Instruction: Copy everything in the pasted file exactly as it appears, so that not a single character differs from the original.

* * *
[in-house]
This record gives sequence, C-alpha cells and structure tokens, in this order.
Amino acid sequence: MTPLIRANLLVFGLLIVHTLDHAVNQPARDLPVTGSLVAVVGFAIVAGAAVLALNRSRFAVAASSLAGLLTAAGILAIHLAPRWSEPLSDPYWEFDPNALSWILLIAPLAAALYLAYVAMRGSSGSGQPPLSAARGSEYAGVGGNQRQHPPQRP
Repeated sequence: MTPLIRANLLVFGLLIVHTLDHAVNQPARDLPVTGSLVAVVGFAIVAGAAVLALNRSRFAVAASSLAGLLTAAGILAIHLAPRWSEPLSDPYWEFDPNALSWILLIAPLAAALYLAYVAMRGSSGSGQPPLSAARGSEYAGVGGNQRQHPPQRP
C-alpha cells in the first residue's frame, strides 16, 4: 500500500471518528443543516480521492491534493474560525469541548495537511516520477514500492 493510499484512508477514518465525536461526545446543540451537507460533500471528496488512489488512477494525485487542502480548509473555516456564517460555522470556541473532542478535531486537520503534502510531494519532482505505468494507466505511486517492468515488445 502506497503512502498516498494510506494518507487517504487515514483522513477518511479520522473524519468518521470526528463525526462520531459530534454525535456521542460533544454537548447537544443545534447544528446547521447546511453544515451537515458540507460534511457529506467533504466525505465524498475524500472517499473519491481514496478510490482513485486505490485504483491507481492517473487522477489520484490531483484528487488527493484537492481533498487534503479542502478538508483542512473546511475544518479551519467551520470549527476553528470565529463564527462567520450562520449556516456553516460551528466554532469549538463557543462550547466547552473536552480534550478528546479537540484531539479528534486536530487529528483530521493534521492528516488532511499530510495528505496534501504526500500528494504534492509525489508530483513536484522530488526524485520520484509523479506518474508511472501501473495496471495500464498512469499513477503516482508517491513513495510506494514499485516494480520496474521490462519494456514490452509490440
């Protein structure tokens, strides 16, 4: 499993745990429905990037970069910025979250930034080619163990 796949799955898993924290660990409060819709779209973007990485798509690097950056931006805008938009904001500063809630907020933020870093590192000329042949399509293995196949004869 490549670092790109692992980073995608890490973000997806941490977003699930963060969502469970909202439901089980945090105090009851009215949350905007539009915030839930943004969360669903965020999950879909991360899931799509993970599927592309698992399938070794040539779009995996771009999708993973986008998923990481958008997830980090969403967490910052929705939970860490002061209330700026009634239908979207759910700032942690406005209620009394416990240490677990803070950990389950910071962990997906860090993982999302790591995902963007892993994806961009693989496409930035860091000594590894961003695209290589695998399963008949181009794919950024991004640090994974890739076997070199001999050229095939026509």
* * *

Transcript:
[in-house]
This record gives sequence, C-alpha cells and structure tokens, in this order.
Amino acid sequence: MTPLIRANLLVFGLLIVHTLDHAVNQPARDLPVTGSLVAVVGFAIVAGAAVLALNRSRFAVAASSLAGLLTAAGILAIHLAPRWSEPLSDPYWEFDPNALSWILLIAPLAAALYLAYVAMRGSSGSGQPPLSAARGSEYAGVGGNQRQHPPQRP
Repeated sequence: MTPLIRANLLVFGLLIVHTLDHAVNQPARDLPVTGSLVAVVGFAIVAGAAVLALNRSRFAVAASSLAGLLTAAGILAIHLAPRWSEPLSDPYWEFDPNALSWILLIAPLAAALYLAYVAMRGSSGSGQPPLSAARGSEYAGVGGNQRQHPPQRP
C-alpha cells in the first residue's frame, strides 16, 4: 500500500471518528443543516480521492491534493474560525469541548495537511516520477514500492 493510499484512508477514518465525536461526545446543540451537507460533500471528496488512489488512477494525485487542502480548509473555516456564517460555522470556541473532542478535531486537520503534502510531494519532482505505468494507466505511486517492468515488445 502506497503512502498516498494510506494518507487517504487515514483522513477518511479520522473524519468518521470526528463525526462520531459530534454525535456521542460533544454537548447537544443545534447544528446547521447546511453544515451537515458540507460534511457529506467533504466525505465524498475524500472517499473519491481514496478510490482513485486505490485504483491507481492517473487522477489520484490531483484528487488527493484537492481533498487534503479542502478538508483542512473546511475544518479551519467551520470549527476553528470565529463564527462567520450562520449556516456553516460551528466554532469549538463557543462550547466547552473536552480534550478528546479537540484531539479528534486536530487529528483530521493534521492528516488532511499530510495528505496534501504526500500528494504534492509525489508530483513536484522530488526524485520520484509523479506518474508511472501501473495496471495500464498512469499513477503516482508517491513513495510506494514499485516494480520496474521490462519494456514490452509490440
């Protein structure tokens, strides 16, 4: 499993745990429905990037970069910025979250930034080619163990 796949799955898993924290660990409060819709779209973007990485798509690097950056931006805008938009904001500063809630907020933020870093590192000329042949399509293995196949004869 490549670092790109692992980073995608890490973000997806941490977003699930963060969502469970909202439901089980945090105090009851009215949350905007539009915030839930943004969360669903965020999950879909991360899931799509993970599927592309698992399938070794040539779009995996771009999708993973986008998923990481958008997830980090969403967490910052929705939970860490002061209330700026009634239908979207759910700032942690406005209620009394416990240490677990803070950990389950910071962990997906860090993982999302790591995902963007892993994806961009693989496409930035860091000594590894961003695209290589695998399963008949181009794919950024991004640090994974890739076997070199001999050229095939026509």